Thursday, February 08, 2018 by Jhoanna Robinson
A dull knife can pose a greater danger than a sharp one. However, sharpening a knife can be troublesome for most of us, since we either don’t have the right tools or don’t have the necessary skills to make it happen. Fortunately, we’re here to present you with five materials to help you sharpen a knife — even without a whetstone.
Sharpening your knife with a good old sharpener
However, if you do have a sharpener to sharpen your knife with, you have to remember three things: proper angling, proper coarseness level, and equally sharpening both sides of the blade.
First, you have to consider the angle with which you plan on sharpening your blade with the sharpener. When you are grinding a hatchet, you want a 30-degree chopping edge. However, if it’s fine cutlery you’re dealing with, you’ll want a 10-degree edge. If you’re sharpening a knife for general use, you would want a 15-degree angle. Anything above 30 degrees or below 10 degrees will fail to make your knife sharp.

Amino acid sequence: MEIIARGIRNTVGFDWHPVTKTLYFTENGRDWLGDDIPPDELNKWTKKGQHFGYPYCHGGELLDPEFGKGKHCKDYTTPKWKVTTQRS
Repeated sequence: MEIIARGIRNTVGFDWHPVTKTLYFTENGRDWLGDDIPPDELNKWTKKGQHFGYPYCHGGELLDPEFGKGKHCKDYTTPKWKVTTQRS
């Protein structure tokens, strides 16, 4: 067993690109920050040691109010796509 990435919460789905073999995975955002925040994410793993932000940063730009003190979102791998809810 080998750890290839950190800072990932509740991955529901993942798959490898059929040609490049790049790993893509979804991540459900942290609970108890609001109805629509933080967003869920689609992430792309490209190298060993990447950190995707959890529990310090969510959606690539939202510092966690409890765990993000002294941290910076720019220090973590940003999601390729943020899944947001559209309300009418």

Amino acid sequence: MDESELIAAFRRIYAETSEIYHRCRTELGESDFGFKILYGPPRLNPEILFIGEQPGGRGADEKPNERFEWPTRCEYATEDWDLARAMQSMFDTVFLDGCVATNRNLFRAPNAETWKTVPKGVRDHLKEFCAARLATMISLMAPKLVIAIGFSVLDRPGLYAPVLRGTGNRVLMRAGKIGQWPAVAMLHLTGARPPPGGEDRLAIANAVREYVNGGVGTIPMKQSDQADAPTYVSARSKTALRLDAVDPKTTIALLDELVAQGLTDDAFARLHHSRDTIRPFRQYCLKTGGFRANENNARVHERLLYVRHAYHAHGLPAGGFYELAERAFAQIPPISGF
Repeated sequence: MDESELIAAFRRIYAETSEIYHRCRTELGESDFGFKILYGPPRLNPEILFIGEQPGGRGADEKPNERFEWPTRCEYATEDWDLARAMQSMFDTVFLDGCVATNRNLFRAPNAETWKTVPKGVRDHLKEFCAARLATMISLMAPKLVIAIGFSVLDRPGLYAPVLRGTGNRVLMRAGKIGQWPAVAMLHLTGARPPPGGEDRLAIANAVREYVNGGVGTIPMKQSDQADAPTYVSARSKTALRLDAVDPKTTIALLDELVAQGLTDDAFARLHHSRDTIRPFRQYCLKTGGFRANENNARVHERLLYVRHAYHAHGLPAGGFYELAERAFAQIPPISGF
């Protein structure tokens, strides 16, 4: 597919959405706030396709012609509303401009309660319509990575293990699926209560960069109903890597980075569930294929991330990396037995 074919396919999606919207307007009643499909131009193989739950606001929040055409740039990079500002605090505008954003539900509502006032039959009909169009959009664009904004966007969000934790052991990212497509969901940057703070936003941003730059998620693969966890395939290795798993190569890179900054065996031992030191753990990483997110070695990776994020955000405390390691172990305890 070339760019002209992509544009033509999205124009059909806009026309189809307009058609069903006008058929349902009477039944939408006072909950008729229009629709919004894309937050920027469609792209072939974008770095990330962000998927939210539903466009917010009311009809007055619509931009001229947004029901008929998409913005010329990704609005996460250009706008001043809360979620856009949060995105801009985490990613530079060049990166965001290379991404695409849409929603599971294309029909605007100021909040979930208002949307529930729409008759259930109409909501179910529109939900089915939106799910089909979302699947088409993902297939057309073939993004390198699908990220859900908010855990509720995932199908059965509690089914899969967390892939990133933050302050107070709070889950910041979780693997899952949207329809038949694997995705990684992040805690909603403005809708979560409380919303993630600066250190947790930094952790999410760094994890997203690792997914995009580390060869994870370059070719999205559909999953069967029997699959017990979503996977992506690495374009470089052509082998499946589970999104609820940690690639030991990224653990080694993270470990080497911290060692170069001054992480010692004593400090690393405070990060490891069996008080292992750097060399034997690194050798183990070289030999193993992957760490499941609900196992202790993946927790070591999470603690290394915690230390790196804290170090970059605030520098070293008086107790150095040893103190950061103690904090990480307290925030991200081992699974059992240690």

Utilize different coarseness levels for different levels of sharpness. If you have a knife that is still sharp but just needs a tune-up, use the fine side of your sharpener. However, if your knife has already become dull, start with a coarser material before you jump to a finer sharpener.
Sharpen each side of your blade for approximately the same number of times. This is because if one side is sharper than the other, the whole of the knife doesn’t get to be sharp at all. For best results, do three strokes when sharpening and then switch sides. Repeat until results are satisfactory.
For more stories on how to prepare for eventualities by getting knowledge about the most practical of things, visit Preparedness.news.